For if you forgive others their trespasses, your heavenly Father will also forgive you; but if you do not forgive others, neither will your Father forgive your trespasses. (Matthew 6:14,15 NRSV).
In The Rule of St. Benedict Chapter 13: On the Celebration of Lauds on Ordinary Days in verses 13-14, he wrote,
Thus warned by the pledge they make to one another in the very words of this prayer: Forgive us as we forgive (Matt 6:12), they may cleanse themselves of this kind of vice. At other celebrations, only the final part of the Lord’s Prayer is said aloud, that all my reply: But deliver us from evil (Matt 16:13).
Why was this so important to St. Benedict?
In a residential Benedictine Monastic community, the Monastics live in close quarters with each other 24/7. They are literally on top of one another at all hours of the day or night. Praying. Eating. Sleeping. Working. Reading. In chapter meetings. Writing, etc. Those of us even in a dispersed community struggle in our relationships with each other too. St. Benedict did not want his Monastics to allow themselves to let quarrels regardless of how small to brew into a grudge by which the members would not forgive each other. Such a grudge has the ability to rip the community apart and make life unbearable for everyone. Such disruption also creates a real problem for silence and contemplation. Therefore, St. Benedict had the Lord’s Prayer recited in the silence up to “But deliver us from evil,” so that members of the community could let go and allow God to help them keep the community together in harmony.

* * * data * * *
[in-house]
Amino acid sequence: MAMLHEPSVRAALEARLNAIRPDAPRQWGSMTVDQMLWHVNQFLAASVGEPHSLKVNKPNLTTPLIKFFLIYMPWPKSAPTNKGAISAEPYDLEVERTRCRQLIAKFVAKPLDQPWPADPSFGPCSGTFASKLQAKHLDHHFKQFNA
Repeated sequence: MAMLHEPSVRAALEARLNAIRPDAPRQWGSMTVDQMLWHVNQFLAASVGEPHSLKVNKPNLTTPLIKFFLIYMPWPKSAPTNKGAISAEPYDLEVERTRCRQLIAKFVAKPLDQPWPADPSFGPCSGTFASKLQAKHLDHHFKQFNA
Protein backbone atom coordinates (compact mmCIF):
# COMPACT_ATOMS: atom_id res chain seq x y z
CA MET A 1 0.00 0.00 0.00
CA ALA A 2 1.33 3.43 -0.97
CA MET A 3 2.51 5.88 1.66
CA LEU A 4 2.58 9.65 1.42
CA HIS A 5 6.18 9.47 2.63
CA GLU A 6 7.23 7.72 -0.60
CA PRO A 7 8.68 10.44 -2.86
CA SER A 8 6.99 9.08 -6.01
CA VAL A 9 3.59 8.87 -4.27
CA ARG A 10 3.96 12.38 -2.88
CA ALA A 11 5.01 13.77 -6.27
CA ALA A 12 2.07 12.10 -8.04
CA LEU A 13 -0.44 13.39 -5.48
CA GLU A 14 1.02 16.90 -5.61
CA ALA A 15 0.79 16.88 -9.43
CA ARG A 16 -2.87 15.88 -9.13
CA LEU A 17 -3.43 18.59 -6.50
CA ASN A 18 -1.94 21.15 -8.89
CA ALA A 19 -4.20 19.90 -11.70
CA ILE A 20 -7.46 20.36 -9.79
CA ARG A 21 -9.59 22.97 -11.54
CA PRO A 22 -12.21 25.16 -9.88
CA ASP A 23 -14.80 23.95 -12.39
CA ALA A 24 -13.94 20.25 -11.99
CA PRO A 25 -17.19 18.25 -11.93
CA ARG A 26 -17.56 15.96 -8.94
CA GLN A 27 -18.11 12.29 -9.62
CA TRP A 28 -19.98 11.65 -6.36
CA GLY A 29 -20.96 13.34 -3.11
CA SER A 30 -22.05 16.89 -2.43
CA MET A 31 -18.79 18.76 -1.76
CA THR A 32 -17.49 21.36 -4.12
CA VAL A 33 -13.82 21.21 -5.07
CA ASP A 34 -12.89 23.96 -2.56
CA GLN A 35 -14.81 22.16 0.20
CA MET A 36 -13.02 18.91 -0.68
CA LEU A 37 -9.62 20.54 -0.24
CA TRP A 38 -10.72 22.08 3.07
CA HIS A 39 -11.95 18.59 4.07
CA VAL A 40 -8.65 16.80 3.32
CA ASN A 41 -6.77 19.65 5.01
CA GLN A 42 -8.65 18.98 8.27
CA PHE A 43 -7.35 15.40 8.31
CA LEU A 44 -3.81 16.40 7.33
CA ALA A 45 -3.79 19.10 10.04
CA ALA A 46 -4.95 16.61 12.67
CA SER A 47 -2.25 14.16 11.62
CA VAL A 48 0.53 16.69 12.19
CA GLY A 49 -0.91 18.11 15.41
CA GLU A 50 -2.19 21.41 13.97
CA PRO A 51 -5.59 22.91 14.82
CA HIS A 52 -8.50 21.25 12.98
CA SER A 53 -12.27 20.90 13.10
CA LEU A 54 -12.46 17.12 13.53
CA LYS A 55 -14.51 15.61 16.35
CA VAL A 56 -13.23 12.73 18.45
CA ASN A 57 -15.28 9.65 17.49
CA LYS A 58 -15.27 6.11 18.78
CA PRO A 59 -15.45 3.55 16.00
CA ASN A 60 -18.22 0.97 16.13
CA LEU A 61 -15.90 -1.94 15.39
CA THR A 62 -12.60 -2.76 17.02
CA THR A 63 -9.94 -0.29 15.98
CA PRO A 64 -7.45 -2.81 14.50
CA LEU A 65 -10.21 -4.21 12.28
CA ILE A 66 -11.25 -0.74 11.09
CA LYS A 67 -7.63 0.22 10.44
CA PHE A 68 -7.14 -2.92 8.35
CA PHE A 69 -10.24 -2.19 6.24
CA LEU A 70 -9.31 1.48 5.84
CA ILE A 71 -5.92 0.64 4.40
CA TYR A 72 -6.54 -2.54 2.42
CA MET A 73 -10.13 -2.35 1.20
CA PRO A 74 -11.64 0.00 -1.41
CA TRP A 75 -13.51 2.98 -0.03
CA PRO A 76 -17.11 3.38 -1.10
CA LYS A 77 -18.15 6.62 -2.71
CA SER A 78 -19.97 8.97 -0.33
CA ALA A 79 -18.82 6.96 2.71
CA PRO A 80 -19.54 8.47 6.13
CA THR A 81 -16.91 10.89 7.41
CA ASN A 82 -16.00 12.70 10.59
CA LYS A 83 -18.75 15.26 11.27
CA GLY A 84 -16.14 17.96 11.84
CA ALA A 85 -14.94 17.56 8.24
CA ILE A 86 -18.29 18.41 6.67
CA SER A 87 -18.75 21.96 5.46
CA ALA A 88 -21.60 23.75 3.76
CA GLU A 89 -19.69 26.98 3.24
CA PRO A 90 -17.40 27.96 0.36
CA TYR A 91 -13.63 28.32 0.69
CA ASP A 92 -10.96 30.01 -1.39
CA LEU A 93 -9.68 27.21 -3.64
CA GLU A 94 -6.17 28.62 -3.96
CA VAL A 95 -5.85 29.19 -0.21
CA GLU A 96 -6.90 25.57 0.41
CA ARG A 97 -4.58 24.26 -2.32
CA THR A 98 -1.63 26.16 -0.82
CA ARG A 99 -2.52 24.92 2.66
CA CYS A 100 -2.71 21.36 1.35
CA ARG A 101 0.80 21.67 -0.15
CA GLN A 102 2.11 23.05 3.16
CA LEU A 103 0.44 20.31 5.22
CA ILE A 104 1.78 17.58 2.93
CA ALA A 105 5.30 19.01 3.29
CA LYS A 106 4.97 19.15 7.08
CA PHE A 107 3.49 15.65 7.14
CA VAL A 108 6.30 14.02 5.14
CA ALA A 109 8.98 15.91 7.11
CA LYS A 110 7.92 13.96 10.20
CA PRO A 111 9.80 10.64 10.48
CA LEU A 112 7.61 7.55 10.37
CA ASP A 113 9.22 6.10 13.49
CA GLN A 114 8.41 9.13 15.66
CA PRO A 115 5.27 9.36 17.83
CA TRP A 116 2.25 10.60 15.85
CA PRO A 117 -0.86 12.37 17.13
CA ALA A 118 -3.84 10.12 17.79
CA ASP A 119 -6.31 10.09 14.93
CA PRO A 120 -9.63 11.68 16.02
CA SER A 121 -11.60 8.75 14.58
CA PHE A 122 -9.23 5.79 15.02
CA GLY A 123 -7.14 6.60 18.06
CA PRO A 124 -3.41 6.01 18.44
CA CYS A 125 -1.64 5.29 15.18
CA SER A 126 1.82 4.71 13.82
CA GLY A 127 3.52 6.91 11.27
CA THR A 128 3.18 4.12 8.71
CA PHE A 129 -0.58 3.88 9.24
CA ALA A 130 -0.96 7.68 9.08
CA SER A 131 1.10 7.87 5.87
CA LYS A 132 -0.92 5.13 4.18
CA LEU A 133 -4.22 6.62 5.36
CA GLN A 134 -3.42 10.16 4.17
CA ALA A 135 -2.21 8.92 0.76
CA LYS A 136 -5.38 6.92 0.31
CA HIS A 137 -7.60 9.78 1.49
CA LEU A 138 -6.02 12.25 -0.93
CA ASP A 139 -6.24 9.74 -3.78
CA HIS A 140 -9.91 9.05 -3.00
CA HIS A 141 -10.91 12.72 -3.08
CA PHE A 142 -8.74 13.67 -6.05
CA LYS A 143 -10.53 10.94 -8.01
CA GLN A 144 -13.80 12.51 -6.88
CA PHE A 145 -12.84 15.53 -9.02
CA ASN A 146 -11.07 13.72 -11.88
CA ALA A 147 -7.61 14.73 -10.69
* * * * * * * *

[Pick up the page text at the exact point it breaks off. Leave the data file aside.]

Those of us who are married know that the same kind of thing can happen between spouses. They can also happen between parents and children. How many holiday dinners are very tense (or destroyed beyond repair) because one member of the family just has never forgiven another? It happens to the best of us.
I would very much like to encourage my readers to consider spending some Lectio Divina time on the words “forgive, as we forgive.” While in this time, allow the Holy Spirit to bring to mind someone(s), anyone(s) that you have not forgiven. Let Jesus into those moments of pain, fear, anger and give you the grace to let it all go and forgive. I have had to do this any number of times in the past, and I will be doing it that many more times in the future. As we contemplation those words, “forgive, as we forgive” it is amazing how gentle and merciful God is in such moments. You just might be amazed to discover that the one person you have had the hardest time forgiving is yourself. Even there, God will bring so much grace into your life that you will come out of it a healthier and happier person.
Who do you need God’s help to forgive as you have been forgiven?
Br. Anselm Philip King-Lowe, n/OSB